Natural houseplant fertilizers help to keep your indoor plants healthy and thriving.
There are many different items that you can use as a natural plant fertilizer and you probably have a few of these in your home already.
Here are 10 natural fertilizers for indoor plants.
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The reason natural houseplant fertilizers work so well is because they add essential nutrients like potassium, nitrogen, calcium, magnesium and phosphorus to the soil.
Natural fertilizers break down slowly so your indoor plants will have a long lasting supply of nutrients to support their growth.
You can make a homemade liquid fertilizer for indoor plants using one or a combination of these natural ingredients.
10 NATURAL HOUSEPLANT FERTILIZERS
1. Banana peels
Banana peels are normally thrown in the compost or trash but they’re a rich source of potassium and they also contain small amounts of nitrogen, phosphorus and magnesium.
Banana peels are an ideal slow release natural houseplant fertilizer and there are a few ways to use them.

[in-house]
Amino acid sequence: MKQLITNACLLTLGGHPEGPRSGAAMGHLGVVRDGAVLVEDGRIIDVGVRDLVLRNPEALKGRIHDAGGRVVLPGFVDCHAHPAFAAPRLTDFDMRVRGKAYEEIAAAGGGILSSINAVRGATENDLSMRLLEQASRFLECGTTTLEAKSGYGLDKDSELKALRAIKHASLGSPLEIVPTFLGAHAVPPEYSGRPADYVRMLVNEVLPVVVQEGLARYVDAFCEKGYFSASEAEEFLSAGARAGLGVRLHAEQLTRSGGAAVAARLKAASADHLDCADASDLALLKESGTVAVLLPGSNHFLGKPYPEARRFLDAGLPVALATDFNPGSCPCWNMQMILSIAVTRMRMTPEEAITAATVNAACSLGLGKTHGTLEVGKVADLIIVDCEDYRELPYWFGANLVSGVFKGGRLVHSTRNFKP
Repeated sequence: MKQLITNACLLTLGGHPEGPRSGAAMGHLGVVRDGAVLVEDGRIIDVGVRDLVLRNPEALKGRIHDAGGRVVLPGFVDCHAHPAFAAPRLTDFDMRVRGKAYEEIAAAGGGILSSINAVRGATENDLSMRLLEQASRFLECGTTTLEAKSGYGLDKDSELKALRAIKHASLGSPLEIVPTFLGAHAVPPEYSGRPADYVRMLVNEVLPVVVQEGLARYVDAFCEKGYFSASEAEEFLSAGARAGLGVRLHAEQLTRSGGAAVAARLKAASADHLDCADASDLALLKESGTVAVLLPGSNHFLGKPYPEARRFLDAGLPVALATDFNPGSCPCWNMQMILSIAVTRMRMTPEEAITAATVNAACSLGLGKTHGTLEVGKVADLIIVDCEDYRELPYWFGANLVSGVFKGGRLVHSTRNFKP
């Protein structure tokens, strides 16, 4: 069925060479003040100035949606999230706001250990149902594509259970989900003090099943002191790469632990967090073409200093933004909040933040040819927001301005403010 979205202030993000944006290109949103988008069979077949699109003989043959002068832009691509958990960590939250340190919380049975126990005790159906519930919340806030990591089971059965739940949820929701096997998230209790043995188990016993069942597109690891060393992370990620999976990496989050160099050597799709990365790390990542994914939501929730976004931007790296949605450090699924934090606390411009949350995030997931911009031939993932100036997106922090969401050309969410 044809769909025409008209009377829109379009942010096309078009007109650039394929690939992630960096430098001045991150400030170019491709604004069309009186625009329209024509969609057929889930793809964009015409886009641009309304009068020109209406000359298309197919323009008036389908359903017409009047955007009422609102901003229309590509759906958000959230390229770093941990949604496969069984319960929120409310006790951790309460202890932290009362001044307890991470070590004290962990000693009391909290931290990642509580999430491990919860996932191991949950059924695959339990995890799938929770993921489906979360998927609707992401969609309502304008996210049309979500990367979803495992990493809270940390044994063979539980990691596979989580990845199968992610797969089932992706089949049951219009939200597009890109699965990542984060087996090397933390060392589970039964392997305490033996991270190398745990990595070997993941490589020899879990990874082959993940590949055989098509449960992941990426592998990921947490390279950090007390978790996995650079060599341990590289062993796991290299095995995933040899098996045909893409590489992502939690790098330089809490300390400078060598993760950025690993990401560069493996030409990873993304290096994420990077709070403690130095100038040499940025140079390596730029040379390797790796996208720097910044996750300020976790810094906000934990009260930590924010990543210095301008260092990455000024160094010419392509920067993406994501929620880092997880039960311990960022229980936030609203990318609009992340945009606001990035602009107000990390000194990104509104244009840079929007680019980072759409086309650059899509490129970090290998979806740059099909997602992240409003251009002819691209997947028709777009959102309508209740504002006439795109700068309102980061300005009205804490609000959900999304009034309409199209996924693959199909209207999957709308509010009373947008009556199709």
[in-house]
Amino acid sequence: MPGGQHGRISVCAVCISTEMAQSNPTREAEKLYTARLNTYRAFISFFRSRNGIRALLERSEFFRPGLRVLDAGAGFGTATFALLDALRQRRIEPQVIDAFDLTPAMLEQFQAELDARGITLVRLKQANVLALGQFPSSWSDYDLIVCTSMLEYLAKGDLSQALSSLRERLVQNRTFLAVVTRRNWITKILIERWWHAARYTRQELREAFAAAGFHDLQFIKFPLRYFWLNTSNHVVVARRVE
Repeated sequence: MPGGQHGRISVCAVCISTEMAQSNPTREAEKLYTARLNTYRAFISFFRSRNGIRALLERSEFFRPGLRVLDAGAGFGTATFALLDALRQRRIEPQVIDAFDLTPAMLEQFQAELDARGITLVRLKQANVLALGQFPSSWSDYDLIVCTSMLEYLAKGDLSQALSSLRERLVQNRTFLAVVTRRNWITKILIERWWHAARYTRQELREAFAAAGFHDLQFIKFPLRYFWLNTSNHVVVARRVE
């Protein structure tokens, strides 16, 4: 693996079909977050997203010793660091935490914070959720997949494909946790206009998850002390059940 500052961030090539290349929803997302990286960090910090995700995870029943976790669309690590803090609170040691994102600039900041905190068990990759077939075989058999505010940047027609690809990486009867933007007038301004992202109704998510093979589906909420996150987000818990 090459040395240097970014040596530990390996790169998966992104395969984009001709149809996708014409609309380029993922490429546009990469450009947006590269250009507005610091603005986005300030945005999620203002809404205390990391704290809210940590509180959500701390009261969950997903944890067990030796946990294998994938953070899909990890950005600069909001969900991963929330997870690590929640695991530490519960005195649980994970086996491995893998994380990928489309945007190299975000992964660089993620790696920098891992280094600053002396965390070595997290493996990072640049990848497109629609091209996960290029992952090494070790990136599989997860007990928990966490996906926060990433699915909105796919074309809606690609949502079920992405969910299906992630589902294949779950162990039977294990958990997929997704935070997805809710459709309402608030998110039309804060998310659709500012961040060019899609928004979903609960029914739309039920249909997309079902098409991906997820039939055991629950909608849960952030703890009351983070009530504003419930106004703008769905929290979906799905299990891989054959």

You can lay the banana peel directly on the potting soil or cover it over with a small amount of soil to reduce the smell as it breaks down.
You can also cut the peel up into small pieces and mix it into the soil before potting a new plant or blend the peels and mix with water to make a nutritious natural liquid fertilizer for your plants.
Eggshells are another great natural fertilizer for indoor plants.
They’re a rich source of calcium and help to reduce acidity in the soil.
Eggshells also contain phosphorus and other minerals to help your houseplants grow.
Before using eggshells on your plants you’ll need to remove the inner membrane, wash them and allow them to dry.
You can crush the eggshells and mix them into the soil or soak them in water overnight and use the liquid to water your plants.